The analysis here uses data from the Australia Council’s 2013 Arts Participation Survey to explore the relationship Subjective wellbeing analysis is an between Australians’ engagement with increasingly popular technique that answers the arts and their subjective wellbeing. this call. It involves analysing people’s selfThe Arts Participation Survey is nationally reported levels of wellbeing, such as their representative of the adult population in life satisfaction or happiness, which is usually Australia and provides a wealth of data on done by asking people to rate on a numeric people’s engagement in the arts and scale (for example 1 to 10) how satisfied their life circumstances. These include age, they are with their lives or how happy they gender, employment, income, educational u,53 feel. The answers are then analysed status, accommodation and household together with information on other aspects status, health, marital status, ethnicity and of their lives to see how different activities, geographic region. circumstances and policy interventions impact on people’s overall levels of wellbeing.

u

Research shows that how people answer the question of how satisfied they are with their lives draws on both their affect (their positive and negative emotions) and a cognitive assessment of how their life corresponds to their aspirations, goals and peers. p. 41

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Getting the measure of happiness: The arts and subjective wellbeing in Australia Regression analysis has been used to analyse the relationship between arts engagement and wellbeing.v This will provide a picture of the relationship between arts engagement and wellbeing that is clearer than a simple comparison between people who do and do not engage in the arts.w The aim of regression analysis is to assess whether engagement in the arts is associated with higher levels of subjective wellbeing after controlling for other factors that may be influencing this relationship. An example of one such possible factor is income. Income is important in determining life satisfaction on its own, but there is also evidence that wealthier people are more likely to engage with the arts. Unchecked, a confounding factor like this would bias the results of our study because any positive association that we may observe between engagement in the arts and wellbeing would in part be due to income. Therefore the regression analysis controls for the main life circumstances that are determinants of subjective wellbeing that are measured in the Arts Participation Survey. Our analysis has found that engagement with the arts is associated with a significant positive increase in life satisfaction. Where life satisfaction is rated on a scale of one to 10, engagement with the arts is associated with an increase of 0.143 in wellbeing.x But are more satisfied people more likely to engage with the arts, or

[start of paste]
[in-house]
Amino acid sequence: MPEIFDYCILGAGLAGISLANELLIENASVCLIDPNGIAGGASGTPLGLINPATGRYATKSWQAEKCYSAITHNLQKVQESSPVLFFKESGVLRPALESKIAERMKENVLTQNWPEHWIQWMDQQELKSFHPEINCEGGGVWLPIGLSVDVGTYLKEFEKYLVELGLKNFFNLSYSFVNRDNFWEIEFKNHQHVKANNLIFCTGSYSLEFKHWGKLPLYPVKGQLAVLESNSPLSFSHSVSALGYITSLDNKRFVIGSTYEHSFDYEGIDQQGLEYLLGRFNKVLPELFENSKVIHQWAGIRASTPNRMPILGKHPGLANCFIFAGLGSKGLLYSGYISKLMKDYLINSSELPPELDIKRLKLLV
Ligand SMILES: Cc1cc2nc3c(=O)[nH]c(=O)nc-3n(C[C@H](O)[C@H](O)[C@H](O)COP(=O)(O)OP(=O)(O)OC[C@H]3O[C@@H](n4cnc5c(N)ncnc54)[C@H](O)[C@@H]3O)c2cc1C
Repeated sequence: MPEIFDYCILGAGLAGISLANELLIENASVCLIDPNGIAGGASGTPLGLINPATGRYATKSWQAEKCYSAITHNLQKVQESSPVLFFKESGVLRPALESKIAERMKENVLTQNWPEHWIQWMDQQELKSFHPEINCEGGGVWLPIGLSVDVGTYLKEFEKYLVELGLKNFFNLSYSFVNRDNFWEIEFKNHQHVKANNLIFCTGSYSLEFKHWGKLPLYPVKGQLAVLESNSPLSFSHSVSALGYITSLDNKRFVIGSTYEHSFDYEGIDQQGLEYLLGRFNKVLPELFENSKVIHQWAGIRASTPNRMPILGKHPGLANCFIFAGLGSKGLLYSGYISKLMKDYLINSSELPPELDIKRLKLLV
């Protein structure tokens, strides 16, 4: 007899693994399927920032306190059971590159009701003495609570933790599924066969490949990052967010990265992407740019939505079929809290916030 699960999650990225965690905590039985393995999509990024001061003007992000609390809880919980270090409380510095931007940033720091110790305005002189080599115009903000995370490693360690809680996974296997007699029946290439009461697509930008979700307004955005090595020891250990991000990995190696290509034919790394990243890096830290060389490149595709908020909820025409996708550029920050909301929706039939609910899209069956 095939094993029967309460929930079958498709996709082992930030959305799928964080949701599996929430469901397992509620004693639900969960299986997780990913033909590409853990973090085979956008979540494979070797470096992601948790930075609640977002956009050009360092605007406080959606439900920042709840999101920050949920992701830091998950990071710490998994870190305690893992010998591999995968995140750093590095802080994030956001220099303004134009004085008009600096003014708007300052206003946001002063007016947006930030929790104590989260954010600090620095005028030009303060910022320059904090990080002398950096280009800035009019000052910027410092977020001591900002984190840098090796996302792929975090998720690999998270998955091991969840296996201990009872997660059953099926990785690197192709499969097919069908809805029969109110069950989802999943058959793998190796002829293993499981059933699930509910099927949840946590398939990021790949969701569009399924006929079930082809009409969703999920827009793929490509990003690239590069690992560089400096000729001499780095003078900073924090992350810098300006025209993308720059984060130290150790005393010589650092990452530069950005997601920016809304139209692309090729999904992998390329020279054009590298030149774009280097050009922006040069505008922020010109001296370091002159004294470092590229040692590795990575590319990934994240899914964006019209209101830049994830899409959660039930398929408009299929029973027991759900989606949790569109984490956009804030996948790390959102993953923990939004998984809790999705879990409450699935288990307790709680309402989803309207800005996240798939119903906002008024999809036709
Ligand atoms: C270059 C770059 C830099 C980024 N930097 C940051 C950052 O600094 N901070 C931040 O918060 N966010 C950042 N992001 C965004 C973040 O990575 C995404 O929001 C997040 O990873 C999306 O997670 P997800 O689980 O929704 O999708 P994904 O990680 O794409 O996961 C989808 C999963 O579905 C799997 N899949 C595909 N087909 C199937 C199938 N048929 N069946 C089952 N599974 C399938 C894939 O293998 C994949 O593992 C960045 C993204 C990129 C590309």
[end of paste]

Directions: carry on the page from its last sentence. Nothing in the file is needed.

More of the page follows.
does arts participation lift life satisfaction? Proving a definitive causal relationship using observational survey data is not possible. The only way to do so would be to experiment by randomly assigning arts experiences to people and tracking changes in their life satisfaction. However, the intuition that arts participation might lead to higher life satisfaction is supported by research on individuals’ moment-tomoment happiness, which shows that arts activities are among those that make people the most happy.57 These results are also closely supported by the growing international literature and evidence on wellbeing, arts and culture, including one small-scale experimental study.58 From an economist’s perspective, subjective wellbeing analysis can be used to determine the monetary value associated with a given activity. In a typical market transaction, the value gained from a purchase is generally assumed to be reflected to some extent in the amount paid. However, if there are market failures, the price will not reflect the true value. And in some cases – for example a free arts exhibition – specific activities have no market price. In these cases, economists must rely on non-market valuation techniques to determine the value of the item or activity. It is here that subjective wellbeing techniques can come into play.59 By calculating the amount of money that would be required to produce an increase in life satisfaction equivalent to arts engagement, the Wellbeing Valuation

This is a recommended statistical approach when using observational survey data to analyse subjective wellbeing according to guidelines set out by the UK Government (HM Treasury) and the Organisation for Economic Cooperation and Development (OECD).56 w However, there is still a risk that results will be biased to some extent, because there may be some factors that we do not observe and, therefore, cannot control for. x This is smaller than some of the key life circumstances that influence subjective wellbeing employment increases wellbeing by 1.082, and disability decreases wellbeing by 0.583. v

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Getting the measure of happiness: The arts and subjective wellbeing in Australia approach reveals the economic value of the activity. An economist would call this this the ‘compensating surplus’ measure of value. Applying the Wellbeing Valuation approach to this analysis, the identified wellbeing increase of 0.143 is worth an equivalent of AUD$4,349 per person, per annum. When applied to the proportion of the Australian population aged 15 years and above who engage with the arts, this equates to an overall societal value of about AUD$66 billion per year. Given the well-documented positive effects of engaging with the arts for children, it is safe to assume that this figure would be even higher if we included children under the age of 15 in the analysis. Subjective wellbeing analysis can support policy making in several ways. Firstly, the ‘compensating surplus’ measure is a primary measure of monetary value that can be used in cost-benefit analysis of policy options. Secondly, subjective wellbeing analysis allows us to identify the drivers that make the most difference to people having fulfilled lives, in this case deepening our understanding of how the arts enrich the lives of those who engage with them.